Ah well, my parking skills serve me as a reminder that I am not from Krypton and I am not expected to excel in everything I do but still the thought offers no solace especially today when my Laser has gone for servicing and I am stuck with Anna’s beast of a car for the school pickups. Duh, it is hunting around the block for today L

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I couldn’t settle in Italy – it was like living in a foreign country.

– Ian Rush

I was watching the Spanish movie “Reinas” last night when I was reminded of the Italian language. The movie, littered with words that I could identify (given the similarities between the Spanish and Italian languages) transported me to my short sojourn in Italy last year. Everyone warns you about the French being Anglophobes but what I discovered was that the Italians do not fare any better. We were duly informed that we would be required to know the language to survive in the city but we had underestimated the gravity of the situation.

Having picked up enough phrases to get me from the airport to the hostel where I was going to stay, I thought I had done a good job. Little did I know my nightmare had hardly begun. I was dismayed to find out that shops had items carrying labels in Italian only. After a miserable experience of having switched conditioner for shampoo and lamenting on the lack of lather despite generous dollops of the stuff ( on that day I surely made a fashion statement for bad hairdos ), I decided to take more serious steps towards learning the language. However five months later when I hailed a taxi back to Milano Centrale Station, I realised I had become proficient only in one sentence having learnt to brandish it over and over “non parlo italiano” aka “I do not speak Italian”.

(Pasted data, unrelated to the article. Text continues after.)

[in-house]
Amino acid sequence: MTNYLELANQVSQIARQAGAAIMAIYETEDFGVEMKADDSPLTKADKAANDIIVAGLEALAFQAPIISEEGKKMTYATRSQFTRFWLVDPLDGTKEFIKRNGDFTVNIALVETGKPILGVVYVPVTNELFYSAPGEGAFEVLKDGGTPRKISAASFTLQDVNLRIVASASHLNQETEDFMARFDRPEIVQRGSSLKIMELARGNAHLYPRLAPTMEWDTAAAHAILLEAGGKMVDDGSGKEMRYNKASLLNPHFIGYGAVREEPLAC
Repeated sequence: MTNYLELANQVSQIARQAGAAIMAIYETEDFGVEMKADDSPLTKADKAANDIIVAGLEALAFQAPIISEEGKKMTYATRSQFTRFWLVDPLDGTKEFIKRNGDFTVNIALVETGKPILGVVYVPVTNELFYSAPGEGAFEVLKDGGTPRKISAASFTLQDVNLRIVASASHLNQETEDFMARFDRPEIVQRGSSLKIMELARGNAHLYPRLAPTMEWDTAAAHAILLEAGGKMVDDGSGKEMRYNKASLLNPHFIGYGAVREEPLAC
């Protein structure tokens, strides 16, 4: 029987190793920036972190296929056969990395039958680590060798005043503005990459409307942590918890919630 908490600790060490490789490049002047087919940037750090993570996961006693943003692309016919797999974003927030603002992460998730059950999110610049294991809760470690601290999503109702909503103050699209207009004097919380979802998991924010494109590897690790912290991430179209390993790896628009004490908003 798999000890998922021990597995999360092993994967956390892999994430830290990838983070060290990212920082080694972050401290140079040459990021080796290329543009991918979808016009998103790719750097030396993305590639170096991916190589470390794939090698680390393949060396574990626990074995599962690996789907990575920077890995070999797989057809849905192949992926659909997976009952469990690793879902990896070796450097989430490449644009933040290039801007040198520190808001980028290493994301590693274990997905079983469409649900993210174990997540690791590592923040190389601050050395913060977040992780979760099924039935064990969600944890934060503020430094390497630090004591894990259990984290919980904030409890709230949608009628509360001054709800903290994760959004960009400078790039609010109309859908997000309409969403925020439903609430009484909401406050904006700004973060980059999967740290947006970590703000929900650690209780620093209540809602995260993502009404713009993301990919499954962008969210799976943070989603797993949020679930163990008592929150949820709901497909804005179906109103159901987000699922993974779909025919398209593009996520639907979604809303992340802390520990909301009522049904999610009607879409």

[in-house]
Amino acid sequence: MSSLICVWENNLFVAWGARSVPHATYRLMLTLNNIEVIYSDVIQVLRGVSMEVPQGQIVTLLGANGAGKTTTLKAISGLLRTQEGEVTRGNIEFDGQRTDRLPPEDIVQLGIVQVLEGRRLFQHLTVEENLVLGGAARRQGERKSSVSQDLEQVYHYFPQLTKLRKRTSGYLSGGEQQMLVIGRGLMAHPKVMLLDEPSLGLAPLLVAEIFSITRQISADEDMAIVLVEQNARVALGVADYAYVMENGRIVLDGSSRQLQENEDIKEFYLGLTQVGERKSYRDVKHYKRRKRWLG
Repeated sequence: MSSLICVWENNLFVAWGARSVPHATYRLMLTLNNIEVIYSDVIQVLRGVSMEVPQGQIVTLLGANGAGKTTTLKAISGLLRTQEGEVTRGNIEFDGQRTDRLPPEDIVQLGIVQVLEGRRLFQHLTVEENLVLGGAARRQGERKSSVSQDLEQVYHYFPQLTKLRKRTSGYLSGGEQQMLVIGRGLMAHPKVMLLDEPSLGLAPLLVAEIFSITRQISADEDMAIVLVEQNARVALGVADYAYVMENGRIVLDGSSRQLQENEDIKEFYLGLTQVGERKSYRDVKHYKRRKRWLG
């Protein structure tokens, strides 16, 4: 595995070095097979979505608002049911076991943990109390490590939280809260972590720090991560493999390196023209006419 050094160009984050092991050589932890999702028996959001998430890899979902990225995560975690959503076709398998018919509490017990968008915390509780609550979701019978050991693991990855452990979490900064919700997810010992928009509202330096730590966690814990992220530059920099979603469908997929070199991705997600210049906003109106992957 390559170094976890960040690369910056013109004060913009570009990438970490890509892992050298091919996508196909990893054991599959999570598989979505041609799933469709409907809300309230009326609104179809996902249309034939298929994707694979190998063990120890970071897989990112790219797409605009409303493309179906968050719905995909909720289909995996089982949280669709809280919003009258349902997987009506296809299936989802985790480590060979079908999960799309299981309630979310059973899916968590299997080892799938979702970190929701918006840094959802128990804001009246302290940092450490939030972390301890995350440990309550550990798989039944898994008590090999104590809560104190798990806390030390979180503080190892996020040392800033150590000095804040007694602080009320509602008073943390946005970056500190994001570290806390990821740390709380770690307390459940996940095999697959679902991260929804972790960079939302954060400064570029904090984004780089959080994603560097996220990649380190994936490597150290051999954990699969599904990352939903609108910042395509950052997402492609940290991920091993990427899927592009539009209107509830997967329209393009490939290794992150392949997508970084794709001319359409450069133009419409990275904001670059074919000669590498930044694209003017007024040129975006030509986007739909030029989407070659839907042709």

We were provided Italian language classes where I did not understand the point of having an entrance exam to the classes especially for beginner sessions. Anyway, most of us having spent an hour of playing “Eeny meeny myny moe” in selecting the answers were grateful to be finally admitted to the classes. But very soon, I was getting bogged down with ennui as the classes were mere monologues carried out by our inexperienced teacher when compared to the highly interactive sessions in the neighbouring classroom. To my dismay, I learnt lovely Marcella, er…a true Italian fashionista as well, kept most of my classmates entertained with her Italian canzoni and impromptu play-acting sessions. One final day, I bowed out of my class when I realised I was getting more proficient in French than Italian. Everytime my teacher forced me to speak in Italian, I ended up talking French to her…….so I decided to give the teacher and myself a break. Despite the classes, most of us took to being chaperoned by our Spanish or Italian speaking friends for fear of mutilating the language and tired of being a “non parlo italiano”.